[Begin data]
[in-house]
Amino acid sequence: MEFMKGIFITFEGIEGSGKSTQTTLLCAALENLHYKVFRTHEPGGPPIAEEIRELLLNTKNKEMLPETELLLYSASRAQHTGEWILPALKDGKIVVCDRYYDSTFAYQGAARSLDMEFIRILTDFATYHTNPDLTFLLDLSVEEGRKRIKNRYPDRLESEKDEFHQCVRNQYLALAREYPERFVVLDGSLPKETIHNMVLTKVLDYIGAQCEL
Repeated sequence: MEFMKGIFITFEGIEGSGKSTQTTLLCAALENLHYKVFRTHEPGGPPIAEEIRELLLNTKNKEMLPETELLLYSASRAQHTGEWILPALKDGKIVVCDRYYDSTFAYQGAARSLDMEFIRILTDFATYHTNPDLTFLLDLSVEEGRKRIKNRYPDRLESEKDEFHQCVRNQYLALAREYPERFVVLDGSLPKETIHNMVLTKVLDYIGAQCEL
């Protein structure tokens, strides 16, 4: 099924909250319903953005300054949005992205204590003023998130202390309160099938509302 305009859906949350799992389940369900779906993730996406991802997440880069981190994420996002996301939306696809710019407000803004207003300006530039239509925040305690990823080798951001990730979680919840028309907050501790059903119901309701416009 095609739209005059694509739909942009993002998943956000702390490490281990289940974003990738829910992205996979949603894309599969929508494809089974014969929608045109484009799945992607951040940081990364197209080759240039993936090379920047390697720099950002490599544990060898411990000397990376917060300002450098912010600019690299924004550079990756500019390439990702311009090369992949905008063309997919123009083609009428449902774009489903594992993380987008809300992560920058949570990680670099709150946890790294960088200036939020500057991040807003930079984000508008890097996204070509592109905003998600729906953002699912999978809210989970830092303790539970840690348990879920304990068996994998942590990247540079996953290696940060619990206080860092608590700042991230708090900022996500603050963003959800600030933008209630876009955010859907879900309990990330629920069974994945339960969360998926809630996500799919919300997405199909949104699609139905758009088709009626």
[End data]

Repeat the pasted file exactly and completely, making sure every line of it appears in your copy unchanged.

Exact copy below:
[in-house]
Amino acid sequence: MEFMKGIFITFEGIEGSGKSTQTTLLCAALENLHYKVFRTHEPGGPPIAEEIRELLLNTKNKEMLPETELLLYSASRAQHTGEWILPALKDGKIVVCDRYYDSTFAYQGAARSLDMEFIRILTDFATYHTNPDLTFLLDLSVEEGRKRIKNRYPDRLESEKDEFHQCVRNQYLALAREYPERFVVLDGSLPKETIHNMVLTKVLDYIGAQCEL
Repeated sequence: MEFMKGIFITFEGIEGSGKSTQTTLLCAALENLHYKVFRTHEPGGPPIAEEIRELLLNTKNKEMLPETELLLYSASRAQHTGEWILPALKDGKIVVCDRYYDSTFAYQGAARSLDMEFIRILTDFATYHTNPDLTFLLDLSVEEGRKRIKNRYPDRLESEKDEFHQCVRNQYLALAREYPERFVVLDGSLPKETIHNMVLTKVLDYIGAQCEL
């Protein structure tokens, strides 16, 4: 099924909250319903953005300054949005992205204590003023998130202390309160099938509302 305009859906949350799992389940369900779906993730996406991802997440880069981190994420996002996301939306696809710019407000803004207003300006530039239509925040305690990823080798951001990730979680919840028309907050501790059903119901309701416009 095609739209005059694509739909942009993002998943956000702390490490281990289940974003990738829910992205996979949603894309599969929508494809089974014969929608045109484009799945992607951040940081990364197209080759240039993936090379920047390697720099950002490599544990060898411990000397990376917060300002450098912010600019690299924004550079990756500019390439990702311009090369992949905008063309997919123009083609009428449902774009489903594992993380987008809300992560920058949570990680670099709150946890790294960088200036939020500057991040807003930079984000508008890097996204070509592109905003998600729906953002699912999978809210989970830092303790539970840690348990879920304990068996994998942590990247540079996953290696940060619990206080860092608590700042991230708090900022996500603050963003959800600030933008209630876009955010859907879900309990990330629920069974994945339960969360998926809630996500799919919300997405199909949104699609139905758009088709009626």